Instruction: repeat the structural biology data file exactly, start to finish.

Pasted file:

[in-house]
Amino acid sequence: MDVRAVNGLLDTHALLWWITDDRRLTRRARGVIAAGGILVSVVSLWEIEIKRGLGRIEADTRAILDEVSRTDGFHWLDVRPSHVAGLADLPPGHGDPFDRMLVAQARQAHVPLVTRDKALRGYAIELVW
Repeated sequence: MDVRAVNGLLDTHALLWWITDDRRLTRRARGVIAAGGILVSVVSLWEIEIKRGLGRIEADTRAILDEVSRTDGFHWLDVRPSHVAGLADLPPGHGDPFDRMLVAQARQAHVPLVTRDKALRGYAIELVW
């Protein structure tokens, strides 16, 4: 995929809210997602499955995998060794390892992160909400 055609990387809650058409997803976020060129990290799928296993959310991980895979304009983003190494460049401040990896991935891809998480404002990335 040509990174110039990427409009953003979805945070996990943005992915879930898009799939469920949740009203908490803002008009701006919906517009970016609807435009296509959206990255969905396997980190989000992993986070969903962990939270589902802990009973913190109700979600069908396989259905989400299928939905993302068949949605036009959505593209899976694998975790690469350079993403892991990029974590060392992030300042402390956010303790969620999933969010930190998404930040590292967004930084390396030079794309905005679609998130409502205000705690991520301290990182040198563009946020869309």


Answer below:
[in-house]
Amino acid sequence: MDVRAVNGLLDTHALLWWITDDRRLTRRARGVIAAGGILVSVVSLWEIEIKRGLGRIEADTRAILDEVSRTDGFHWLDVRPSHVAGLADLPPGHGDPFDRMLVAQARQAHVPLVTRDKALRGYAIELVW
Repeated sequence: MDVRAVNGLLDTHALLWWITDDRRLTRRARGVIAAGGILVSVVSLWEIEIKRGLGRIEADTRAILDEVSRTDGFHWLDVRPSHVAGLADLPPGHGDPFDRMLVAQARQAHVPLVTRDKALRGYAIELVW
């Protein structure tokens, strides 16, 4: 995929809210997602499955995998060794390892992160909400 055609990387809650058409997803976020060129990290799928296993959310991980895979304009983003190494460049401040990896991935891809998480404002990335 040509990174110039990427409009953003979805945070996990943005992915879930898009799939469920949740009203908490803002008009701006919906517009970016609807435009296509959206990255969905396997980190989000992993986070969903962990939270589902802990009973913190109700979600069908396989259905989400299928939905993302068949949605036009959505593209899976694998975790690469350079993403892991990029974590060392992030300042402390956010303790969620999933969010930190998404930040590292967004930084390396030079794309905005679609998130409502205000705690991520301290990182040198563009946020869309």